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Thursday, September 11, 2008

Eleventh Heaven on Madison Avenue

When it comes to the extravagance of excess, there’s nothing like playing w/ a stacked deck, and I think Eleven Madison + top Bordeaux constitutes just that. Sitting across from Professor Ben Goldberg brought out the teacher in all of us, demonstrating to the ‘Prof’ that great wine deserves to be drunk. See I don’t want to embarrass Ben or make an example of him, but he’s a great guy w/ a spectacular cellar of bottles that lay undisturbed on far too many occasions. Shake things up and drink a little I say, or drink a lot, in fact. The occasion is the bottle, and drinking is the experience that brings dormant cellar dwellers to life. Without removing the corks they’ll remain as contemplative foreplay pieces; a dream without an ending. Now what was the occasion last night? Who knows, but our catalyst, Steve Elzer, was as good of an occasion as any, and the spoils of our wine wars couldn’t have been greater.

As auspicious a beginning as any, the celebratory bubbly was, indeed corked. Perhaps me and Steve’s excessive tardiness doomed the ’93 Comtes de Champagne Rose from the start, but things certainly picked up right where our amuse bouche left off. The flight of white Burgundies kicked off w/ an overt, almost invasively perfumed ’03 Guffens-Heynen Macon-Pierreclos that revealed toasty, smoked wood notes that obscured the sensible fruit underneath. Surprisingly enough, the palate turned creamy, w/ a velvet-laced caress that let quince and fig fruit linger effortlessly, begging the question ‘will the nose ever catch up to the palate?’ In decidedly different shape, the ’00 Raveneau Butteaux spoke in subtle aromatic voices, whispering scents of hot stones, citrus blossom and a damp, waxed mushroom element that crept in and out of the pure, textbook palate. While she’s as tightly coiled as any, the precision and length hinted that an exceptional evolution is in store. Swinging the pendulum back to the warmth of ’03, Jadot’s Charlemagne tempted the senses w/ an alluring, honeyed richness of apple sauce, cinnamon and clove spice that enveloped the palate w/ a full-bodied breadth, that was kept honest thanks to a river of malic acidity (Malolactic was completely blocked by Jadot in ’03, a brilliant adaptation) that framed the stone-kissed tangerine flavors through the finish. While style, power and grace all took shape separately in the Raveneau and Jadot, they both exemplified a class and symmetry that demonstrates what masterful producers can do with different raw materials.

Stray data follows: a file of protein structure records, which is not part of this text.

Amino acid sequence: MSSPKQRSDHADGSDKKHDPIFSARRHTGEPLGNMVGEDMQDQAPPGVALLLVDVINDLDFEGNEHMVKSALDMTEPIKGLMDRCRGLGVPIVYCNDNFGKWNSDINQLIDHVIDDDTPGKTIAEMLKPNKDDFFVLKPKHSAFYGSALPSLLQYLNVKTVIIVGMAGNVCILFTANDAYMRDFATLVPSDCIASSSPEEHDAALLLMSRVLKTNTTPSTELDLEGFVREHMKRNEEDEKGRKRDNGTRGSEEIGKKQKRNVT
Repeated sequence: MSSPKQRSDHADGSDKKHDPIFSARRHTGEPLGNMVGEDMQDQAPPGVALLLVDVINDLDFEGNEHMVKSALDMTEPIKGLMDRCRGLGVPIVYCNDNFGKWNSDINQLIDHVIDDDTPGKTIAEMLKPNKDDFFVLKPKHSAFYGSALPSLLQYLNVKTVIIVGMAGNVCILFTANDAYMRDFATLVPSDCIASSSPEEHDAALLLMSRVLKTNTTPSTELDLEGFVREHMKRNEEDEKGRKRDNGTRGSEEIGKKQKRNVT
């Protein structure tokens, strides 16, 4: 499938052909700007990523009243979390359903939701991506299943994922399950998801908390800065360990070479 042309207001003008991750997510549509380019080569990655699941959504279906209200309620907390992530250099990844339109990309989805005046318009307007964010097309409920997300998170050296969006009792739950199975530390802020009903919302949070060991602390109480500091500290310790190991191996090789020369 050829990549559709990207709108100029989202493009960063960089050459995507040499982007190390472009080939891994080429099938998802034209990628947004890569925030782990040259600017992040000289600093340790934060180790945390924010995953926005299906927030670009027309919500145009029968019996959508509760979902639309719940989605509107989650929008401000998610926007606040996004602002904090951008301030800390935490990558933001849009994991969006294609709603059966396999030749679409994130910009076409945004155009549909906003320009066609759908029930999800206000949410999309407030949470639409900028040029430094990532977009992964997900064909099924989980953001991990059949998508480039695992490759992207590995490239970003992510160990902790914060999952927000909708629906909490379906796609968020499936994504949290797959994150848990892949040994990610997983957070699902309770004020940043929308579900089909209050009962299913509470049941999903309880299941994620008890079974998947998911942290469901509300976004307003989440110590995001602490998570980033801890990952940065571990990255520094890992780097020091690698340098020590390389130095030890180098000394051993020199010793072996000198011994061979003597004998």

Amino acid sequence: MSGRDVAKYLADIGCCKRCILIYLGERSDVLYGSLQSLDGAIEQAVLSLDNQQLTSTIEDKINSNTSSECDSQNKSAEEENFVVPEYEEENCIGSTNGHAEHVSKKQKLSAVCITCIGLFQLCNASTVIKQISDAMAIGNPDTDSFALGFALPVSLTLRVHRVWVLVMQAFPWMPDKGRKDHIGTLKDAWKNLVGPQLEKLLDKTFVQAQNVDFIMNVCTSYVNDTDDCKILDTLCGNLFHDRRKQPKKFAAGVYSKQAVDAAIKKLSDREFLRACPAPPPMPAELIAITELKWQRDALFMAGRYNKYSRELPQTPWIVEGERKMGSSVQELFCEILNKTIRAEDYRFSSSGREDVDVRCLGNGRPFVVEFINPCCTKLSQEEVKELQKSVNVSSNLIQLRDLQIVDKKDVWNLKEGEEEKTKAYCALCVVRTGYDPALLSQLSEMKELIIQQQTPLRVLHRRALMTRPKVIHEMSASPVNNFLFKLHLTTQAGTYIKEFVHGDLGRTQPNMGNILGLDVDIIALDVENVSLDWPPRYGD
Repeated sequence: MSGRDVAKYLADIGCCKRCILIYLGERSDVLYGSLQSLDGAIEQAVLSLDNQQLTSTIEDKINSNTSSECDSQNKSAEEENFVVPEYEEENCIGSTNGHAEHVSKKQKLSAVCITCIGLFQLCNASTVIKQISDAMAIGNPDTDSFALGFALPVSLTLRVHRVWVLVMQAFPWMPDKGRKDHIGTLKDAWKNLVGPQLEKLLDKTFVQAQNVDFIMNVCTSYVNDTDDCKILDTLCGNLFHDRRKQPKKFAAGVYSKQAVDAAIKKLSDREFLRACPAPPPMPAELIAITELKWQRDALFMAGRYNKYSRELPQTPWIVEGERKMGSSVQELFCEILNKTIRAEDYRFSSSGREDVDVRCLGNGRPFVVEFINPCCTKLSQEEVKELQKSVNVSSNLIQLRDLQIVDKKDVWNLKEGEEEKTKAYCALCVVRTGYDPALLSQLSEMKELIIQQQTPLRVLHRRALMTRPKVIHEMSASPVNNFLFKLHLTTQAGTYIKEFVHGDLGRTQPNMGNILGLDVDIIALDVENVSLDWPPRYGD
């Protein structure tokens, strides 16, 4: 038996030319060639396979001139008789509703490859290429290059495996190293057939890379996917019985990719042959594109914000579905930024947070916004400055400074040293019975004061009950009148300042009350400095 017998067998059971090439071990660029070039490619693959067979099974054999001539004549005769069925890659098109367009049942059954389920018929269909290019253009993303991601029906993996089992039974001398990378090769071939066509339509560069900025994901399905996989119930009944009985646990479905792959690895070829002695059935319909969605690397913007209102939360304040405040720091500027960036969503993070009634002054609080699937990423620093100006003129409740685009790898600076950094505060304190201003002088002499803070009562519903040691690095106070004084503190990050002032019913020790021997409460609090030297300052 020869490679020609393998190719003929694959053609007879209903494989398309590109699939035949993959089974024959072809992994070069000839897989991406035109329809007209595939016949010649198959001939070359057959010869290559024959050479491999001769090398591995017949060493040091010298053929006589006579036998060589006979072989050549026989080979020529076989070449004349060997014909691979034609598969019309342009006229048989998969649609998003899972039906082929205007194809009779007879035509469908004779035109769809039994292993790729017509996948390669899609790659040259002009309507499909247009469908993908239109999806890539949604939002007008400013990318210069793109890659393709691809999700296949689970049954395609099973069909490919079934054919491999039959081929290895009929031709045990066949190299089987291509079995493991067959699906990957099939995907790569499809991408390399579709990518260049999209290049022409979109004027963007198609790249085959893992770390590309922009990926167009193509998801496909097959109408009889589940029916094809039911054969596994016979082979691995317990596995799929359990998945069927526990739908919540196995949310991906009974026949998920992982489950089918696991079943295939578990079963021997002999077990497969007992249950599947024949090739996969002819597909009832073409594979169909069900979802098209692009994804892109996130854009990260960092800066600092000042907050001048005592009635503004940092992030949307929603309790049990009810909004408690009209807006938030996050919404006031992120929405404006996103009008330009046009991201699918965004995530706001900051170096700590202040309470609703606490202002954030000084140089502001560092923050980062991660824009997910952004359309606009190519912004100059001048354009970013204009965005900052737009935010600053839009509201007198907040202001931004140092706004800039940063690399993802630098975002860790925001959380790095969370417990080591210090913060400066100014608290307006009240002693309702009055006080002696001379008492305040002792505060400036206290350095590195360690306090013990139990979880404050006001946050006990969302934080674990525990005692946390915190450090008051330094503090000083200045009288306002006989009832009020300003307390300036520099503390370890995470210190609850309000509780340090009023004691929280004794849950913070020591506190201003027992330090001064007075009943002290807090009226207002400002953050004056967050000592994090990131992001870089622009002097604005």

Sneaking away from the whites was done so gingerly, as the Ducru Beaucaillou flight commenced w/ a rust tinged 1966 vintage, that was the least impressive of the bunch to look at, but easily was the most provocative to taste. A dazzling cornucopia of scents danced from the glass, with stuffed mushrooms, anise, graphite, freshly tilled soil, currant and plum fruit hypnotizing like a timeless Shakespeare play. The attack was still vigorous and vibrant, carrying its middle aged bones along with the finesse and a charisma of a Grace Kelly character, gliding to a finish that seemed void of gravity. Now I’d love to pass along the poetry to the ’83 vintage as well, but the wine was a dog....with fleas. The nose was appalling, expelling enough nail varnish to scare away even the most seasoned of manicurists, weaving in additional scents of tanned leather, stewed tomatoes and other varied malodorous funk. While the volatile acidity did blow off, the palate revealed that it was simply the same dog with different fleas, finishing shorter than Jason Biggs' character in American Pie. While the ’96 was by no means as emaciated as the ’83, it suffered from premature withdrawal of a different sort as it was simply too young. The nose of creamed corn, spicy toast, melted licorice, pepper and cassis was undoubtedly serious, but the taut, almost angular structure prevented the fatness of the palate from developing, begging to sleep further into its adolescence.

What better way to punctuate a flight of Ducru Beaucaillou than with another ’96? While Harlan wasn’t exactly the first ’96 that popped into my mind, I gladly broke my cherry on arguably California’s most exalted Cabernet last night & truly appreciated the opportunity to taste such a gem (many thanks to Mr. Elzer for the solid). The nose, while flamboyant and gushing, foreshadowed a surprisingly structured, tightly focused palate of warm ganache, currant paste, shaved vanilla bean and sweet cherry fruit. While heady and undeniably constituted, the body of the wine managed to be light on its feet, packing its flavors into a bright, channeled beam that proved to be a blissful pairing alongside my beet and fleshy cheese appetizer. This was a singular Cabernet which managed to smell heavy, yet feel light, which is a feature that is unfortunately shared by the Harlan's current price-tag.